One: You Have Too Much Money
If you have too much money, you will not qualify for SSI. The limit is $2,000 for a single person and $3,000 for a married couple. However, you are allowed to spend money in certain ways, or put it in a trust, and then apply for SSI. Safe Ways to Save or Spend Money While on SSI
Two: You Own Too Much Stuff
You are allowed to own one car and one house. You must live in the house. If you are married, it is still just one car for both of you. You can also have as many ordinary household items as you want. Social Security does not say what they mean but “ordinary household items.” If you feel unsure, you can call and talk to your caseworker before making a purchase. If you have too many assets, you are allowed to sell something and spend money in certain ways and then apply for SSI. What Counts as a Resource for SSI?
Three: You are Holding On For Too Long
We heard from one reader who accidentally had too much money one month. She was afraid she would have to pay the money back, so she kept it… for two years. Disaster! If she spent the money, she would have owed one month back. Instead, she owed two years back! Don’t do this. Every month that you have too much money or assets is one more month that you will owe money back.
Four: You Got an Inheritance, Lawsuit Settlement, Gift, or Other Money
Yet another cautionary tale: We heard from another reader who inherited a house. Instead of keeping the house, she sold it. Instead of buying a new house, she just kept the money. Disaster! She lost her SSI for three years. Remember, you are allowed to own a house you live in. You are not allowed to keep money in the bank. If you have money in the bank, you are allowed to put it in a trust or spend it in certain ways. See What Can Make an SSI Check Start or Stop
Five: You are Not Aware of the SSI Regulations
SSI Regulations can be confusing and difficult to find and understand! Many people break the regulations simply because they do not know what they are: All the SSI Regs
Six: Your Life Has Changed but Your Check Did Not Come Back
Changes to your check don’t happen by magic. Some people think Social Security will always send them the correct amount of money and if their life changes their check will just magically adjust to the correct amount. No, no, no. You must make the magic happen. SSI checks will often go up or down because of marriage, divorce, separation, starting working, stopping working, or change in household income.
Seven: Social Security Made a Mistake
If SSI ever discontinues or denies your check, and you don’t agree or don’t understand why, you have the right to appeal within 60 days. A regular disability lawyer will not help you with this situation. Your local nonprofit low-income legal aid center may help. However, you do not need a lawyer, you can just send in a request for reconsideration form. If that doesn’t work, don’t give up, you can appeal. If SSI is continuing to make a mistake with your check, contact your Congressperson. They may be able to help.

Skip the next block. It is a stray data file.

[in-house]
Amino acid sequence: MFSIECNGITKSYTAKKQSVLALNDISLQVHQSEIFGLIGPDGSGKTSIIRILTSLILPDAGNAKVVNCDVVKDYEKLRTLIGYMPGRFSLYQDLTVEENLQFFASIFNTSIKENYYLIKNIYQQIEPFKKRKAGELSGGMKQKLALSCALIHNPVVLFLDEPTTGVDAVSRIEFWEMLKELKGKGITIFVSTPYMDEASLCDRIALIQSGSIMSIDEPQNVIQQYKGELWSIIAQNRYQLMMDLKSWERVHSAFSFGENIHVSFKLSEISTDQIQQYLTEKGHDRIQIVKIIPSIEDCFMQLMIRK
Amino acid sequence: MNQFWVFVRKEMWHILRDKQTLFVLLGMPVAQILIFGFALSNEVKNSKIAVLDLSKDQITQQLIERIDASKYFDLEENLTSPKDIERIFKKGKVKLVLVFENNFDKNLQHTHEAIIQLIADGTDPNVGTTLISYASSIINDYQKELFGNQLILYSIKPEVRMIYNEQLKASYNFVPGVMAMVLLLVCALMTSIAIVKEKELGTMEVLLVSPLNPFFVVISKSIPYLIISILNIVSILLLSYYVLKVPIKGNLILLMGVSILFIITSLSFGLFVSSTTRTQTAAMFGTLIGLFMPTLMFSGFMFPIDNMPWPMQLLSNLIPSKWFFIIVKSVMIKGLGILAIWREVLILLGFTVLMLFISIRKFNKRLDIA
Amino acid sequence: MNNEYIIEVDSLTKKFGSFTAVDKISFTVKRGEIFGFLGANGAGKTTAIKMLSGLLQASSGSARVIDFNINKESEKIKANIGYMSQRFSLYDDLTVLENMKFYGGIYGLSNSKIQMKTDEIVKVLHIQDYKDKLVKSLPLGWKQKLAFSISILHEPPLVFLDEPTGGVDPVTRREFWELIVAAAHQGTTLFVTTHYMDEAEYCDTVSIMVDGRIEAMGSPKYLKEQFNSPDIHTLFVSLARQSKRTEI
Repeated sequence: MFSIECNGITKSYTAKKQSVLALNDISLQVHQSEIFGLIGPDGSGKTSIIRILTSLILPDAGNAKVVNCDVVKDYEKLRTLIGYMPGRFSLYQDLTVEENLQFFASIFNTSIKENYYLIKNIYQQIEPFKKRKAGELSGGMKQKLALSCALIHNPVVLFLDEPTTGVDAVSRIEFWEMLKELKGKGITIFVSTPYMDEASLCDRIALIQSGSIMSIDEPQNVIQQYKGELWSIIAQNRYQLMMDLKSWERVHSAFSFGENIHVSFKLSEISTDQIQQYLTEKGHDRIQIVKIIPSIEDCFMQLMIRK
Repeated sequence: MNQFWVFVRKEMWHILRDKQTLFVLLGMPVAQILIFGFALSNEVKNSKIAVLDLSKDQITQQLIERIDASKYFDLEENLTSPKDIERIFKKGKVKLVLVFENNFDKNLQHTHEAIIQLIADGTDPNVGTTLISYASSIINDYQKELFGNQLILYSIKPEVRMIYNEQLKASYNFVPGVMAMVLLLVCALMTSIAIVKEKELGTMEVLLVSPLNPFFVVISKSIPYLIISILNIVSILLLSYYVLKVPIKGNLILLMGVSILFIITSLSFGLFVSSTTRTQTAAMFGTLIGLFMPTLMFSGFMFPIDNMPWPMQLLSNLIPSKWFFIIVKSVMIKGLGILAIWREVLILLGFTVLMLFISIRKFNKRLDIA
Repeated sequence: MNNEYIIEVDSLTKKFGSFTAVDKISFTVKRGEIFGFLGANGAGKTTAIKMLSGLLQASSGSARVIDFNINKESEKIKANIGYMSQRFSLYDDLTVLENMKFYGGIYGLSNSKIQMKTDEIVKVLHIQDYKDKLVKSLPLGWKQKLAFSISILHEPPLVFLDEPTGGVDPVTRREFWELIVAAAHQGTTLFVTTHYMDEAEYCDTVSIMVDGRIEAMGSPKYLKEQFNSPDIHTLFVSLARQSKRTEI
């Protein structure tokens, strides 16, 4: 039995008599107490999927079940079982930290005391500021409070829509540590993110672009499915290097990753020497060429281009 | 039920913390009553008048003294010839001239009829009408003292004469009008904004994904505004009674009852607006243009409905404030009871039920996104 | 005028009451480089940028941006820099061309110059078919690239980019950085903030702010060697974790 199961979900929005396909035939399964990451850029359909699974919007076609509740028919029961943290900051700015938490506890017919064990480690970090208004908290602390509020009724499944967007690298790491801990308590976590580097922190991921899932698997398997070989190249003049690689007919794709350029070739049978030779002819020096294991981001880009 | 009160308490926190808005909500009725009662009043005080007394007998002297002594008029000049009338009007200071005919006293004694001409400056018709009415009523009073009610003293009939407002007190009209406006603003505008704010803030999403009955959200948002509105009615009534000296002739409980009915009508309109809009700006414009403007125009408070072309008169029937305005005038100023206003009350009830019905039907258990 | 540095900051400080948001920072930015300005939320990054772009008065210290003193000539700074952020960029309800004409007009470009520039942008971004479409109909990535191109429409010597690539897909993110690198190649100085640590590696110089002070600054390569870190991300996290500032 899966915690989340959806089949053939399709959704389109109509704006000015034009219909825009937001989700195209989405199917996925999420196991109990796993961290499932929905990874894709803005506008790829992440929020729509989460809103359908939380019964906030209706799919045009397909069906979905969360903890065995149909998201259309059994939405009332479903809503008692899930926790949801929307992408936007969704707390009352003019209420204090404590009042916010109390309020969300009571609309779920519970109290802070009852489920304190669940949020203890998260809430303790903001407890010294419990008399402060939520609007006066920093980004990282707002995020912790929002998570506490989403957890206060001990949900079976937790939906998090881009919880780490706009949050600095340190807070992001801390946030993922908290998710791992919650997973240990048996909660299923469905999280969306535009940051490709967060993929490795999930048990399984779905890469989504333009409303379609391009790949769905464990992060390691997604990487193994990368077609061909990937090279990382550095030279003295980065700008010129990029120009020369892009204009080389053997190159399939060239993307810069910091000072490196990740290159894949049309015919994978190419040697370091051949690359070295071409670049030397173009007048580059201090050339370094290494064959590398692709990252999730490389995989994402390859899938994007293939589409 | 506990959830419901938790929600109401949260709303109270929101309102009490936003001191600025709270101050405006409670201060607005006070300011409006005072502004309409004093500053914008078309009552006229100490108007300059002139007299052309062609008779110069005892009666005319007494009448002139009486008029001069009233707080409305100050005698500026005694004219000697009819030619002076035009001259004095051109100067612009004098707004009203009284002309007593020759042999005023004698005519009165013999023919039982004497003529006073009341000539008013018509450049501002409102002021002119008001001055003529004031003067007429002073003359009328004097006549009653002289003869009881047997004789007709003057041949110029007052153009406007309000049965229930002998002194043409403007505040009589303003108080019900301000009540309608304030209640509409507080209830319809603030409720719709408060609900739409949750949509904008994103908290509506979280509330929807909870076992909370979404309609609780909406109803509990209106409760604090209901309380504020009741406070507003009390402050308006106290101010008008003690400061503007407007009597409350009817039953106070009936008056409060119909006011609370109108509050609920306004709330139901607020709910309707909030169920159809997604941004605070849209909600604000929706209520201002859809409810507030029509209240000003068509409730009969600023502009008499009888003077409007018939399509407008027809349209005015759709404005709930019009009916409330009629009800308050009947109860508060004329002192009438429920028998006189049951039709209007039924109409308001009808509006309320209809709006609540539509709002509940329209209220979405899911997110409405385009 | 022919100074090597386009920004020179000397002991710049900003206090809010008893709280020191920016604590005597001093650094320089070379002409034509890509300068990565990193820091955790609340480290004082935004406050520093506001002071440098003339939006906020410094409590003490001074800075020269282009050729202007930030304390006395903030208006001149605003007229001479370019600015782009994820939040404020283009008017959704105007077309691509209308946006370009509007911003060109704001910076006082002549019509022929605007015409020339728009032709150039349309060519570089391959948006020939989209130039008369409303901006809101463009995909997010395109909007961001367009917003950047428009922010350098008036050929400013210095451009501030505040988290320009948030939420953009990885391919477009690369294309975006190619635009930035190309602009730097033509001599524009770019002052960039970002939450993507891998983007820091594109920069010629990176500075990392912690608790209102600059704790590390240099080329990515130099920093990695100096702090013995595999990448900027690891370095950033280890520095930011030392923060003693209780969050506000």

Eight: Your SSDI Check is Too High
Most people get a disability check of at least $735 per month. In Michigan, New Jersey and Vermont it is $750-$800. In California, it is $895. This is the amount for your part of the check only – don’t count if extra benefits were added for your kids. If your part of the check is already this high, you can’t get SSI no matter what you do. You don’t need to be here reading this list.
Nine: You Got Turned Down for SSI, But Now Your Life Has Changed
Some people apply for both SSI and SSDI but get turned down for the SSI. They do not realize that when time passes and their life changes, they can apply again. If your situation has changed now, you can apply again at any time. For example, if you got divorced, or separated, or stopped working, or if you had money in the bank that you spent, or any of the many other Things that Can Make an SSI Check Go Up or Down. Depending on how much time has passed, they may just sign you up automatically, or you may be required to start a new application.
Ten: Your Check Got So Low It Vanished
There are a bunch of things that can make your check lower. If you do enough of these things, eventually your check may get so low it will just disappear!
There are two ways an SSI check can stop:
1) Financial – You are too rich! (You may not feel too rich)
2) Medical – Your condition is better!
If you are still disabled, then it is important to Keep Up Good Medical Records While On Disability.
Most medical reviews are approved. If you are still disabled and you do have a problem with your review, then we have one word for you: Appeal. We’ll say it again: Appeal, appeal, appeal. There are at least two appeals you can do, sometimes more. Don’t give up hope. Most appeals are successful. See the link above to learn what they look for when making review decisions.
Find Out More
If your check is stopped for financial reasons, and you don’t know why, you can contact your caseworker at Social Security and ask if they can help you by explaining why your check stopped or why you were denied. Make sure to let them know you are not requesting a new SSI interview right now, you are just asking them to explain to you the last decision that was made. You want to figure out what the problem is before requesting a new interview.
It is best to talk directly to your caseworker. Ask to speak to the person who handles your case, or to speak with a Service Representative who specializes in SSI. Do not ask the random person who answers the phone or stands behind the ticket window or you may be told something weird.
If you spoke with your caseworker but you are still having trouble understanding what is going on with your SSI check, you can post below or check out this page on How to Solve Your Social Security Problems